Color! This biggest issue with screenprinting is you don’t want your inks to dry on you. In big boi screenprinting at the factory, a lot of inks need to be heat-dried, so they don’t dry superfast. Fancy pants artists often use oil-based inks to print. I phased out all oil-based materials in whatever I’m doing because it smells terrible, gives me a headache, and is a PITA to clean. For our little Print Mocko, we want something that gives us working time and won’t dry faster than we can print. Stampalofi has a great video on making nori paste to extend the working time of acrylic paints. However, if you have them available to you, Speedball’s Block Printing Inks have a moderate working time and are water clean-up. They worked perfectly for this.
A block print roller or brayer. Screenprinting uses a squeegee. I started out using a squeegee for this, but it was MUCH too aggressive for the delicate fiber stencil. I noticed it breaking down after a short while. Finding inspiration from devices like the Edison Mimeograph, I found that using a roller was much better suited to the process. Again, Stampalofi has a great video on using a Lion Menucator, which illustrates the hand-rolled Mimeograph. (If you’re a huge dork like me, check out this filmstrip on “Mimeographing Techniques“. Yessir, us old folks remember getting purple copies in school for our worksheets.) In short, a hard rubber brayer worked great.
A frame of some sort. In my pictures, I used one of these I obtained at Daiso for cheap and cut it up. (Believe me, I’m mulling on how to best over-engineer a reusable 3D printed solution.) For an even cheaper solution cut up an old cereal box and tape your stencil to it.
Paper. You can’t used a toothy/textured paper for this. You’re not gonna get a clear impression. Use something smooth. For this project, I used some generic cardstock I got at HEB. My proofs were done on index cards. Entire project was great for the wallet-area.
This isn’t an especially detailed tutorial, rather an overview of my process after I manufactured a stencil. I will reiterate that 1) I’m assuming someone endeavoring to make lil’ mimeograph prints is familiar with the general idea behind risographs/mimeographs and B) has checked out linked blogs.
Checking fits with my Daiso frame I made. The plastic is soft enough to bend a bit, but stiff enough to provide a nice frame for the stencil to fit into.
In this shot you can barely see where the plastic material has been burned away. Crucially, you will need to do two things when running the stencil material through your printer:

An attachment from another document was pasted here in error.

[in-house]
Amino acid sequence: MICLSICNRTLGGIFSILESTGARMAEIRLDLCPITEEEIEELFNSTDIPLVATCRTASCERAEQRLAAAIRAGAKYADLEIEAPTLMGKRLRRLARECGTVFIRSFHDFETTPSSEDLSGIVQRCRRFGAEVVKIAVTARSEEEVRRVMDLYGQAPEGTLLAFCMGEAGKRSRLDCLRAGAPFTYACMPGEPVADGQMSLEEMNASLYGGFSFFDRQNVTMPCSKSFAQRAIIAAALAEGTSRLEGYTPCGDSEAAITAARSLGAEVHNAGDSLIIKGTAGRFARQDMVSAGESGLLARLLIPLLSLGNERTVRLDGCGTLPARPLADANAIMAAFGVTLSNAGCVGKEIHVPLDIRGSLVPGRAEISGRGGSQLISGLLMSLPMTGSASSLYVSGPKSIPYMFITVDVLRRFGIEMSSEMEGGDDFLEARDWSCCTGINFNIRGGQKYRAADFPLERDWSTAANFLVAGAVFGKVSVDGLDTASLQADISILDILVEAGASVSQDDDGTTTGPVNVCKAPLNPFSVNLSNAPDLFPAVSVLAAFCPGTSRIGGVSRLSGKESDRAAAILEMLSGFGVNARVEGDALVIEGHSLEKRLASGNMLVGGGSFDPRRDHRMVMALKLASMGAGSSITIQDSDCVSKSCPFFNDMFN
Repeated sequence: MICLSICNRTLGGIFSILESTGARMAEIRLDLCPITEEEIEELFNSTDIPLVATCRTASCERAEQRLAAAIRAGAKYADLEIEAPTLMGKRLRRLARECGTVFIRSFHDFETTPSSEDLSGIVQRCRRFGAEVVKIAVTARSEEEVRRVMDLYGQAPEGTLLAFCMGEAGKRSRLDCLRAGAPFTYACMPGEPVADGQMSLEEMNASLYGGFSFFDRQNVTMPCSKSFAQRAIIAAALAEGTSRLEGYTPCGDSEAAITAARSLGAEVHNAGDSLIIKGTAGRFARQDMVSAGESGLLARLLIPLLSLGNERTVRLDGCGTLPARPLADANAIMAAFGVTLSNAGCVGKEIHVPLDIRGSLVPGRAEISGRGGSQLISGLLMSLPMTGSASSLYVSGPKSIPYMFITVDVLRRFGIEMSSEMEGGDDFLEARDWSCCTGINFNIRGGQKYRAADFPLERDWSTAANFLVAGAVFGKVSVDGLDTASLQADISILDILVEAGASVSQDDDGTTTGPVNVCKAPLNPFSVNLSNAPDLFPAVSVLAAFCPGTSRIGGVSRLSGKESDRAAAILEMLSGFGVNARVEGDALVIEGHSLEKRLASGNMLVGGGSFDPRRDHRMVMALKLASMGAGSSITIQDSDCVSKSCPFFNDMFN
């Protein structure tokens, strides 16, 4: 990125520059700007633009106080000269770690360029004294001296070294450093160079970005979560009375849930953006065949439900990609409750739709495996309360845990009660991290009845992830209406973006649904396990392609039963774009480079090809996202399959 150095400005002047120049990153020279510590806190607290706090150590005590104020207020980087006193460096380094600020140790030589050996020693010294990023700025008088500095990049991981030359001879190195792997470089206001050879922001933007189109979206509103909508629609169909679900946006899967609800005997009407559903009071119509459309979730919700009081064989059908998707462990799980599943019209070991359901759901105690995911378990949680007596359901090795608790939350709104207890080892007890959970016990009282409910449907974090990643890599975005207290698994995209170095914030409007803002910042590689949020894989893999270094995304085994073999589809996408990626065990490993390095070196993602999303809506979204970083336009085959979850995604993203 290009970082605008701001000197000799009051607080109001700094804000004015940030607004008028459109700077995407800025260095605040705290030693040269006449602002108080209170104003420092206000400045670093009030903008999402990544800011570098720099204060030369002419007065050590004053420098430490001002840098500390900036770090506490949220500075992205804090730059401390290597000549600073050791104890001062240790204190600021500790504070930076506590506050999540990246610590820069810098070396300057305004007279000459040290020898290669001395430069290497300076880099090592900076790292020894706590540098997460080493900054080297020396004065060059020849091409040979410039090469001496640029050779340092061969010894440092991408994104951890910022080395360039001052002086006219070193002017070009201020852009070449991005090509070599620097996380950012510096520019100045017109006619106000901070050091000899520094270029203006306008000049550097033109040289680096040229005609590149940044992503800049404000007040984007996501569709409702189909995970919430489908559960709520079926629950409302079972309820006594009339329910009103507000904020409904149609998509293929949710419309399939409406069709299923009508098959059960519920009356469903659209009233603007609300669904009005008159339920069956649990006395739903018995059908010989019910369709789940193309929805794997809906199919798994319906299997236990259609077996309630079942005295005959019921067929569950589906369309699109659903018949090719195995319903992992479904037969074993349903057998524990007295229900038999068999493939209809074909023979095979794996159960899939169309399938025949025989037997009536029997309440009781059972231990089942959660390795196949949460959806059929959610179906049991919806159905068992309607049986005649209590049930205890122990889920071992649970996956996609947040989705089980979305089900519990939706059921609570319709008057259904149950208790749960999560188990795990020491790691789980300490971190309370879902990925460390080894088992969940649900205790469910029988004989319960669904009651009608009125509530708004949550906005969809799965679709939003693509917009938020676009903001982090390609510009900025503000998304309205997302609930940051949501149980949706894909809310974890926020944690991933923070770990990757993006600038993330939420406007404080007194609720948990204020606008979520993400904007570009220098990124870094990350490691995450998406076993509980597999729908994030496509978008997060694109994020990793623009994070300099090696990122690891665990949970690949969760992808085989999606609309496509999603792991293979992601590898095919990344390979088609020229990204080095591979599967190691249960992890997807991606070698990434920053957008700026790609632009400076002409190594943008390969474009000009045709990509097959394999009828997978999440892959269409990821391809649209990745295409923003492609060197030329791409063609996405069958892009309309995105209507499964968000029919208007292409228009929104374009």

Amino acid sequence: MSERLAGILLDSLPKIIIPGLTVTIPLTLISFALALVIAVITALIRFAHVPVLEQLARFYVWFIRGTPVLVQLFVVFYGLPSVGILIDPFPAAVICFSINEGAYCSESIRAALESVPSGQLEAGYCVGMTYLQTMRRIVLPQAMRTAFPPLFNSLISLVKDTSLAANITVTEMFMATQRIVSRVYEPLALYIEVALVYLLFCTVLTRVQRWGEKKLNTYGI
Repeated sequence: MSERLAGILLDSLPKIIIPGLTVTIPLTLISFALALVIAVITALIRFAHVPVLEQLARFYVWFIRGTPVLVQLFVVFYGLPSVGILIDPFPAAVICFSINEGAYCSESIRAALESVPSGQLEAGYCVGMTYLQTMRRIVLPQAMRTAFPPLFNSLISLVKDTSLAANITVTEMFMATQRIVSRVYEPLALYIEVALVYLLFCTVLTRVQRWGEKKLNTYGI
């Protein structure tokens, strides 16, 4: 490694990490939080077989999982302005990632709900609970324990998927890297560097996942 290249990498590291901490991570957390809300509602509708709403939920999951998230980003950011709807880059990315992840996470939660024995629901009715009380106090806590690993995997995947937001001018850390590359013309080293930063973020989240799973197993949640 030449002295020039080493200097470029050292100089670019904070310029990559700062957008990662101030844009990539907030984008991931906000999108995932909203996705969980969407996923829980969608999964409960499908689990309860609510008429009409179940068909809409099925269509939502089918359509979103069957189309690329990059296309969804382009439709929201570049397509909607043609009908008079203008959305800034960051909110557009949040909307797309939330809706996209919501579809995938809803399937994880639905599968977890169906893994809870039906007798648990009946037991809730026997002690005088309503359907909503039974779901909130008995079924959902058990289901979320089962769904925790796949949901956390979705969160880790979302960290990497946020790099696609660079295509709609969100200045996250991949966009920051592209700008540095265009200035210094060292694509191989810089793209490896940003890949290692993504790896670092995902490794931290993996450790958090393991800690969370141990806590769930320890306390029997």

- Lay it shiny-side UP
- Print the MIRROR IMAGE of whatever it is your are printing.
Evidence of squeegeeing/scraping the ink through the stencil. The entire setup being clear was helpful with half-assed registration.
Lots of little one-color prints! Embrace the lil’ imperfections, for they are what exposes your
When you’re done with a color, so is your stencil. My aggressive squeegeeing absolutely wore it out, and removing it from the frame completely destroyed it.
After a bit more scraping, I switched to the brayer. The results were MUCH more satisfactory, not to mention less messy. The next project will be brayer-only.
Checking a proof of brayer use. MUCH easier.
Look at all those imperfections! Things definitely crisped up after the brayer. Using the squeegee, you can tell where I was afraid to scrape and ruin the stencil, resulting in less ink deposited.
Mmm…so printy. This is pre-signing and edge-rounding. After that, they will be released into the wild as free art!
Thoughts & Source List
This entire Print Mocko project satisfyingly scratched an instant gratification itch I get now and then. (Pottery is NOT a speedy process!) I can’t wait to experiment with using the Riso stencil material for ceramics, and incorporate some spot colors into my zines.
A condensed list of helpful sources:
- Print Gocco – a Wikipedia article
- Print Gocco – a demonstration of the cute machine that caught my fancy
- Mimeography – a Wikipedia article
- Risograph – a Wikipedia article
- No Bad Memories – deep dive on Print Gocco and related processes
- Stampalofi – helpful videos on the riso stencil process and a mimeography demonstration
- An Old Filmstrip – showcasing mimeography techniques
I’m grateful to those who have shared their techniques, sources, and information in keeping old technologies alive in some form or another!